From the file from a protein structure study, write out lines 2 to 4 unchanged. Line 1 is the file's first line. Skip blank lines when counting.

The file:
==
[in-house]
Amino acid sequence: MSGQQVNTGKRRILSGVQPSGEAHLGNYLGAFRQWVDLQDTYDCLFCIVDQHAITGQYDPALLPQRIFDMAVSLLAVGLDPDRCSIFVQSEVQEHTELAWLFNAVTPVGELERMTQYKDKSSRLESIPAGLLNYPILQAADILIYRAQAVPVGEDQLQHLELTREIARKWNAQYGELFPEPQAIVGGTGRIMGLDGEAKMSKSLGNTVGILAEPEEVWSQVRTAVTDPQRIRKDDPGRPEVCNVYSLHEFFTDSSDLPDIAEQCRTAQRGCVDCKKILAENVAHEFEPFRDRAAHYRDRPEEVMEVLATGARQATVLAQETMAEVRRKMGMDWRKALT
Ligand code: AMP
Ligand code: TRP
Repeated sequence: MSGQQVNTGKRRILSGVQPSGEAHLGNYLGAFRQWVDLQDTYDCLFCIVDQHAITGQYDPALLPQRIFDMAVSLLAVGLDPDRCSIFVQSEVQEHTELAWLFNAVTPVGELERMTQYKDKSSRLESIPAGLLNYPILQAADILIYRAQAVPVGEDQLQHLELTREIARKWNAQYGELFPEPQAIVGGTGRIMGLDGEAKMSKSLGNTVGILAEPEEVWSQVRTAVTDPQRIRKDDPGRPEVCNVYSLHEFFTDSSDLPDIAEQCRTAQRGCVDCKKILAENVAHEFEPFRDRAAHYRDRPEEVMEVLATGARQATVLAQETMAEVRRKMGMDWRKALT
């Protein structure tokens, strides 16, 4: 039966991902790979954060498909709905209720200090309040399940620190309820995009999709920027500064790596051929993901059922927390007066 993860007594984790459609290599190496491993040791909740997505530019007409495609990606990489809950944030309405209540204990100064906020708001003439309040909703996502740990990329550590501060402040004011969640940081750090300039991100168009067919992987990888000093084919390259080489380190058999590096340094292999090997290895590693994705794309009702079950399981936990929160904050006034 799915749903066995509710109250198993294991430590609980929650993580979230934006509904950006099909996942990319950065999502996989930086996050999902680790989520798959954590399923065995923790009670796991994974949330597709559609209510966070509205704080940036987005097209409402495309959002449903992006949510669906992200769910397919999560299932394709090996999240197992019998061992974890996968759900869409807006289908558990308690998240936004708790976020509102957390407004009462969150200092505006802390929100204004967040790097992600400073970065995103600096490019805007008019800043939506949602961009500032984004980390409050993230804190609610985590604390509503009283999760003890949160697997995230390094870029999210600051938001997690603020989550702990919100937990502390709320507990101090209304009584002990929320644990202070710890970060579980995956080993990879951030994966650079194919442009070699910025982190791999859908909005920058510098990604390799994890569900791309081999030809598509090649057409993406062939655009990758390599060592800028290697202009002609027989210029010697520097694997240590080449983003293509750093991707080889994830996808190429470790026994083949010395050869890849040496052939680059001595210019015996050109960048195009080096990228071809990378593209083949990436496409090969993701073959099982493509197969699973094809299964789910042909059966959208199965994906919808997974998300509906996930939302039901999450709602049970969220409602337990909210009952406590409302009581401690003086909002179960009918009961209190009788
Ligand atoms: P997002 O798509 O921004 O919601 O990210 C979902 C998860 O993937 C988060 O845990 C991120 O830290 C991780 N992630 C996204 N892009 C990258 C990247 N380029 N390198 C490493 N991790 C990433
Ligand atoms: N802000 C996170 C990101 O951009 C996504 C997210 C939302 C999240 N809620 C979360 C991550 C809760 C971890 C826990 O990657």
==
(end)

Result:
Amino acid sequence: MSGQQVNTGKRRILSGVQPSGEAHLGNYLGAFRQWVDLQDTYDCLFCIVDQHAITGQYDPALLPQRIFDMAVSLLAVGLDPDRCSIFVQSEVQEHTELAWLFNAVTPVGELERMTQYKDKSSRLESIPAGLLNYPILQAADILIYRAQAVPVGEDQLQHLELTREIARKWNAQYGELFPEPQAIVGGTGRIMGLDGEAKMSKSLGNTVGILAEPEEVWSQVRTAVTDPQRIRKDDPGRPEVCNVYSLHEFFTDSSDLPDIAEQCRTAQRGCVDCKKILAENVAHEFEPFRDRAAHYRDRPEEVMEVLATGARQATVLAQETMAEVRRKMGMDWRKALT
Ligand code: AMP
Ligand code: TRP